Last week's suggestion from a highly-paid police and crime commissioner that all cyclists should be forced to ride with number plates has been expanded upon by a Daily Mail columnist in today's newspaper.
Simon Heffer wrote: "In the interests of public safety ... don’t allow anyone on the road on a bike without wearing a high-visibility vest, on the back of which would be ... a number."
This would be an identification of the rider, not the bicycle. Taken to its logical conclusion this would mean that motorists (and other road users, such as pedestrians and equestrians) would also be required to be individually numbered.
Heffer also suggested that cycle infrastructure improvements should be paid for by the sale of hi-vis vests:
"The cyclists want a government initiative to fund more cycle routes and better facilities. Well, let this be funded by registration fees paid when applying for your hi-viz vest."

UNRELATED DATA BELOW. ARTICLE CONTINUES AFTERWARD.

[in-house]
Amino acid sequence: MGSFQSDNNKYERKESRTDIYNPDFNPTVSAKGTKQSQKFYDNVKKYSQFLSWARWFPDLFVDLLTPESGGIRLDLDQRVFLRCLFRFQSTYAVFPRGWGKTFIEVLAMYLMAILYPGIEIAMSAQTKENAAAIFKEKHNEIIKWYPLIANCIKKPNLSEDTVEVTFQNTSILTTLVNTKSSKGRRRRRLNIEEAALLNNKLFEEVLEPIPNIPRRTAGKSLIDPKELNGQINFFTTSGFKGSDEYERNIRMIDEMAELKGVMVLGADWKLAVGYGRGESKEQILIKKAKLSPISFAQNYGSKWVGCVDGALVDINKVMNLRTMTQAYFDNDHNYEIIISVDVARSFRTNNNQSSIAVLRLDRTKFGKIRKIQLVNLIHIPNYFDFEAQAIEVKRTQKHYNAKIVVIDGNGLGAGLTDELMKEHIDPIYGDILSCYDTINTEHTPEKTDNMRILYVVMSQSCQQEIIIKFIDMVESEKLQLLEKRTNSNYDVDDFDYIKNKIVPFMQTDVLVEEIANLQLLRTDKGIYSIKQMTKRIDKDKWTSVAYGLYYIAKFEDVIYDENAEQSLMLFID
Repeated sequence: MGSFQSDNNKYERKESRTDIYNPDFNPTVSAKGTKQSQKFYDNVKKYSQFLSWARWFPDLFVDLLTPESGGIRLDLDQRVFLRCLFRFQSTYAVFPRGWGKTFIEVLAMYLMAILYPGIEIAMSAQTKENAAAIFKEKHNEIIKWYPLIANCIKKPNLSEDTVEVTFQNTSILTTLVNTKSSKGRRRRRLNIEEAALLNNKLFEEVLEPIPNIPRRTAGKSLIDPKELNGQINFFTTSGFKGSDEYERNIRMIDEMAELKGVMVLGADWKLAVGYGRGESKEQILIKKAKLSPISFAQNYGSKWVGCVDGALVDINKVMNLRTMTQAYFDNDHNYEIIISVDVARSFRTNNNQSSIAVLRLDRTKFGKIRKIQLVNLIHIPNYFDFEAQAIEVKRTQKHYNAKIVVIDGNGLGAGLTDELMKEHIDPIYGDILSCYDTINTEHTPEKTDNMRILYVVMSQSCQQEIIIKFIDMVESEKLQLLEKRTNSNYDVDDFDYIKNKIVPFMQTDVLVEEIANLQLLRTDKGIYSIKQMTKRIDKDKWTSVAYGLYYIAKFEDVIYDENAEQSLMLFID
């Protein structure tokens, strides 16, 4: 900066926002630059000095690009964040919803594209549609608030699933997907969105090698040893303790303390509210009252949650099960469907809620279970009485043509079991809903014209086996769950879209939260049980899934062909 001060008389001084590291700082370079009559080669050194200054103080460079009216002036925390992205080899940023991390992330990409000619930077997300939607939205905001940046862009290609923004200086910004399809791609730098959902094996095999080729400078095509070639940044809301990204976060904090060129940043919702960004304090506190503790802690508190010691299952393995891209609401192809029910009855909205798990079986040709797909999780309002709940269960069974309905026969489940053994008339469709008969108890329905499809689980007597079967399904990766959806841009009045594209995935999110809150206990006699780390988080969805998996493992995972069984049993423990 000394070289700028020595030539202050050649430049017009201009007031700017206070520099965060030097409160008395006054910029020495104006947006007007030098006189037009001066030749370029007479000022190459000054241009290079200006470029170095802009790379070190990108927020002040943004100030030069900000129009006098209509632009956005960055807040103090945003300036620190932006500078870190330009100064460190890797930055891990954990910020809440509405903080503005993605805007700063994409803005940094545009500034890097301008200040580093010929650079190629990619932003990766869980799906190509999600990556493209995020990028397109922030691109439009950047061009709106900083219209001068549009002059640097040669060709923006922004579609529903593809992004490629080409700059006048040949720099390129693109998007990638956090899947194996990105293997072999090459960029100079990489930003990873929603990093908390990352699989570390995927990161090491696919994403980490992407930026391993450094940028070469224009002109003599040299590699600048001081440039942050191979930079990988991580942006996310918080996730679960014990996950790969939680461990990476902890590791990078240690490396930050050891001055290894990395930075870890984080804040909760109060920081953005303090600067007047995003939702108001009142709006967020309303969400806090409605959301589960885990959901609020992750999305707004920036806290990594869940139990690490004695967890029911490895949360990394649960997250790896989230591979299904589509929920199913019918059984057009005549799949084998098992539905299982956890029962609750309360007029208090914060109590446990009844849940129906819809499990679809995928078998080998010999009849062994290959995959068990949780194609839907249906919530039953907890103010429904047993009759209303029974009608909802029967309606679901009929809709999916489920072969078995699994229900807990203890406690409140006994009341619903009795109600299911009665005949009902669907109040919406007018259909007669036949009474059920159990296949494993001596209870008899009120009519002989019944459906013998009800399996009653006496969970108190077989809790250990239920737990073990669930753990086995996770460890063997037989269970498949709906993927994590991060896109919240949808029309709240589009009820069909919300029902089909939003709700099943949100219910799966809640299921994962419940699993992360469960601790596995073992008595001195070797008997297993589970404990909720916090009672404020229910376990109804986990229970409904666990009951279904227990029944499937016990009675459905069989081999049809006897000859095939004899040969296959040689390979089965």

The source of Heffer's beef is clear: "There are more cyclists on the road today than ever. More than a million people have taken to bikes in the past five years. And the more numerous they become, the more essential it is to control them."
In his piece he manages to squeeze in a surprising number of the points on the "cyclist hate checklist."
"Dare I say it, there is a little bit of an arrogance about cyclists now. In this age of environmental and health zealotry, the fact that they don’t add to the world’s carbon footprint, they don’t use precious resources (apart from a bit of oil, for which they no doubt feel duly ashamed) and are personal crusaders against the obesity epidemic is supposed to make them just a bit morally superior to the rest of us."
Naturally, and totally on-message, he also savages Lycra. According to Heffer cyclists "go through the ritual of spraying on Lycra before mounting their bikes, it makes them feel a breed apart from everyone else in their joint missions to get from A to B while saving the world."